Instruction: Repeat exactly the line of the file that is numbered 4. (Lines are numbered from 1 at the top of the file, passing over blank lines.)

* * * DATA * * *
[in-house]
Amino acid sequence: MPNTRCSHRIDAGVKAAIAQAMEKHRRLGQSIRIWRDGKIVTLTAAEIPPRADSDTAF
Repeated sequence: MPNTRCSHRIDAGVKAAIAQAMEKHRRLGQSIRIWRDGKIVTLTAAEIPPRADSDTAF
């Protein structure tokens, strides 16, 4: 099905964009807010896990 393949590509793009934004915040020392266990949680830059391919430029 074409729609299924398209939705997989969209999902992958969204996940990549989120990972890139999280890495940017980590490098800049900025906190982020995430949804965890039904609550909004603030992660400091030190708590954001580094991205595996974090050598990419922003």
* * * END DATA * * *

């Protein structure tokens, strides 16, 4: 099905964009807010896990 393949590509793009934004915040020392266990949680830059391919430029 074409729609299924398209939705997989969209999902992958969204996940990549989120990972890139999280890495940017980590490098800049900025906190982020995430949804965890039904609550909004603030992660400091030190708590954001580094991205595996974090050598990419922003």